When I was growing up there were no disposable water bottles. You drank water from the tap at home. If you were away there were water fountains. At softball games someone would bring a cooler of a drink and cups. Ditto for picnics.
I ignored bottled water when they made their appearance—thinking them wasteful and expensive—until I had kids. Then I had to deal with the old “but everyone else uses them.” When I researched it, I found my gut was right.
Let’s look at convenience. Instead of grabbing a bottle of water, you’d have to fill a reusable water bottle. That’s it! For me, it’s worth that minor inconvenience in order to be a good steward of resources for my future grandchildren and great-grandchildren.
Bottle Water and Resource Use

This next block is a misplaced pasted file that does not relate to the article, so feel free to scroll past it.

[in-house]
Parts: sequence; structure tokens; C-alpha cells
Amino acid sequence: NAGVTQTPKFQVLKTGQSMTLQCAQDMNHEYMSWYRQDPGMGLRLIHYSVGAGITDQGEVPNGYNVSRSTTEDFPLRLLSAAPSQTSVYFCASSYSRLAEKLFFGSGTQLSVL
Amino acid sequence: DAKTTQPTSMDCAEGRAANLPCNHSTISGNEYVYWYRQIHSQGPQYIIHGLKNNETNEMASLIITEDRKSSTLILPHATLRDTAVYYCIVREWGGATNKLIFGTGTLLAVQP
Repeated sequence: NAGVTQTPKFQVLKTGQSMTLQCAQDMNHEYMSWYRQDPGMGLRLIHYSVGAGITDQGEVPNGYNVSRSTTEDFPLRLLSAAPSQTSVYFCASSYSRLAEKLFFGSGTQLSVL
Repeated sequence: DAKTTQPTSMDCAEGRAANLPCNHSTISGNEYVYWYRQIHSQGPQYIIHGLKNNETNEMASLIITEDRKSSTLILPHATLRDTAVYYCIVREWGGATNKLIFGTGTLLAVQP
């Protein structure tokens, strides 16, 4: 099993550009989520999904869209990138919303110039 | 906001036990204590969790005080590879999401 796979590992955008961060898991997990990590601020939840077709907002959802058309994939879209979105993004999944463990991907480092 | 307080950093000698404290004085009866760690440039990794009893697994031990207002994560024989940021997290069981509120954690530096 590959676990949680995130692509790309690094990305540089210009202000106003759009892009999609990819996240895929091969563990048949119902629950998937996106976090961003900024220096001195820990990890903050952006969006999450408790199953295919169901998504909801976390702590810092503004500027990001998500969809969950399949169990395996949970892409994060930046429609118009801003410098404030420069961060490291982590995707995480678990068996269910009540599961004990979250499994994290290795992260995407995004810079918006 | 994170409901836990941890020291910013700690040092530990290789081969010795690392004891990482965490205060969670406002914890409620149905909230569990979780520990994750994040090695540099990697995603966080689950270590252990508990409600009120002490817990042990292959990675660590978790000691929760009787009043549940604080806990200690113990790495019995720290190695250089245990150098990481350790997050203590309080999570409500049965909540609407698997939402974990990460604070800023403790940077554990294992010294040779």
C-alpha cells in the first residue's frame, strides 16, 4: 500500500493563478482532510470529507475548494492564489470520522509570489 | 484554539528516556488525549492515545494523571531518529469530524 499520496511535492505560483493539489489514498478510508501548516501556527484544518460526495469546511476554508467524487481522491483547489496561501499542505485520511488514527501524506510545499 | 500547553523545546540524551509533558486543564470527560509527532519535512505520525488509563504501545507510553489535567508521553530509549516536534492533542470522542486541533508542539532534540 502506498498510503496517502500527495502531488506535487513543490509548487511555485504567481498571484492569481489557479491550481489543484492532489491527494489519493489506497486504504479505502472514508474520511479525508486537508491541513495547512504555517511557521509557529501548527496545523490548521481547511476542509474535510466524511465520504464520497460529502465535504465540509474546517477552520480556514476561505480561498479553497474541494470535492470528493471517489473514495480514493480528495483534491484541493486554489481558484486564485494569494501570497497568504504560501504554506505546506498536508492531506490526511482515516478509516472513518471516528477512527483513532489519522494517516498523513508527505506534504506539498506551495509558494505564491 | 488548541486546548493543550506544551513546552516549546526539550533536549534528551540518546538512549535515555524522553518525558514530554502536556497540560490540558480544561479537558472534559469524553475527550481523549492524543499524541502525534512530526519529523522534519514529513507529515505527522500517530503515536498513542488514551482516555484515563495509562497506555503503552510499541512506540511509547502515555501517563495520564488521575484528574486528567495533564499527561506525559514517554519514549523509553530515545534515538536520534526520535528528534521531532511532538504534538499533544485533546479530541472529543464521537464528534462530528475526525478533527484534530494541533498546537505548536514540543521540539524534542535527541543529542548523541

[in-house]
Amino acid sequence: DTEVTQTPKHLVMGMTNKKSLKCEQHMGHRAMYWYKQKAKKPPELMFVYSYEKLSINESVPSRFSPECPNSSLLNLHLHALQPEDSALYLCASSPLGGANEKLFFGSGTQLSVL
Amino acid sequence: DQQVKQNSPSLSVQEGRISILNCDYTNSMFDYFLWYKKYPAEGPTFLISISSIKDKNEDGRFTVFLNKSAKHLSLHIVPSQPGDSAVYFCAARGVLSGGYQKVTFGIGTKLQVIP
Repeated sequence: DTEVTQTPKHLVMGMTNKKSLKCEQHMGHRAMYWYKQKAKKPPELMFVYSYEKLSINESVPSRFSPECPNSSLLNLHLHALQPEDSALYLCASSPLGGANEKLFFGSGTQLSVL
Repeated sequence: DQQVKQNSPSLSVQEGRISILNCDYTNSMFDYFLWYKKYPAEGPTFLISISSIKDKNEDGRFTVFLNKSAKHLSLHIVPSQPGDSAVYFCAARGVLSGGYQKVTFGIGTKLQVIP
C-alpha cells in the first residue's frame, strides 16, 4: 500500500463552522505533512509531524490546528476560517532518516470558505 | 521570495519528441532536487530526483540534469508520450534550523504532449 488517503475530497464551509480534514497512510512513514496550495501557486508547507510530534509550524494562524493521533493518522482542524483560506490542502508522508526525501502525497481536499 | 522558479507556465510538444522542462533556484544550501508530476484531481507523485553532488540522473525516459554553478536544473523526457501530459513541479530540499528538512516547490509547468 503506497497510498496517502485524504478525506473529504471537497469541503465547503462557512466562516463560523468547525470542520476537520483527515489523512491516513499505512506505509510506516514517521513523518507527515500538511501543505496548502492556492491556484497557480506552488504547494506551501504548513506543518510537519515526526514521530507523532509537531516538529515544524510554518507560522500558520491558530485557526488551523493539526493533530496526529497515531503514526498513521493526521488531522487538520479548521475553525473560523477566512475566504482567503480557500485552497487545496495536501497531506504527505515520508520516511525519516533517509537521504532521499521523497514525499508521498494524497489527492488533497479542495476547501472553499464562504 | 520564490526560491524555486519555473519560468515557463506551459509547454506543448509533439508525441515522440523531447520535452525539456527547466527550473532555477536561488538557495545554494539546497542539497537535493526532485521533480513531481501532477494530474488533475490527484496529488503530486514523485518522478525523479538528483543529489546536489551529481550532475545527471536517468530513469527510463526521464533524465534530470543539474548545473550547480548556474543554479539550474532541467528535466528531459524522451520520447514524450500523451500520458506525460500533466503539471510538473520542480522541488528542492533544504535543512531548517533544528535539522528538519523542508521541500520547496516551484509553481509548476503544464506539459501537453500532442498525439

Much petroleum and water is used to make the plastic bottles themselves.
17 million barrels of oil are used annually in the U.S to transport water bottles to their destinations—enough to fuel some 100,000 cars for a year.
Discarded bottles are often littered or sent to landfills. Even the 20% that are recycled are actually “downcycled”—not used to make more water bottles, but other products like chairs and toys that can’t be recycled at the end of their life.
It’s expensive! Drinking water from the tap (eight cups a day) might cost less than 50 cents a year. Compare that to how much one spends on water bottles. People complain about gasoline prices. The price of bottled water per gallon (based on $1.00 per one 16 oz. bottle) is $8.00 a gallon. From a tap, an average price is $ 0.002 per gallon.
Alternatives to disposable water bottles
Use a water fountain.
Carry reusable water bottles, such as stainless steel ones made by Klean Canteen or SIGG.
For meetings, use pitchers of tap water.
For tips on breaking the water bottle habit, go to the Center for a New American Dream: http://www.newdream.org/water/index.php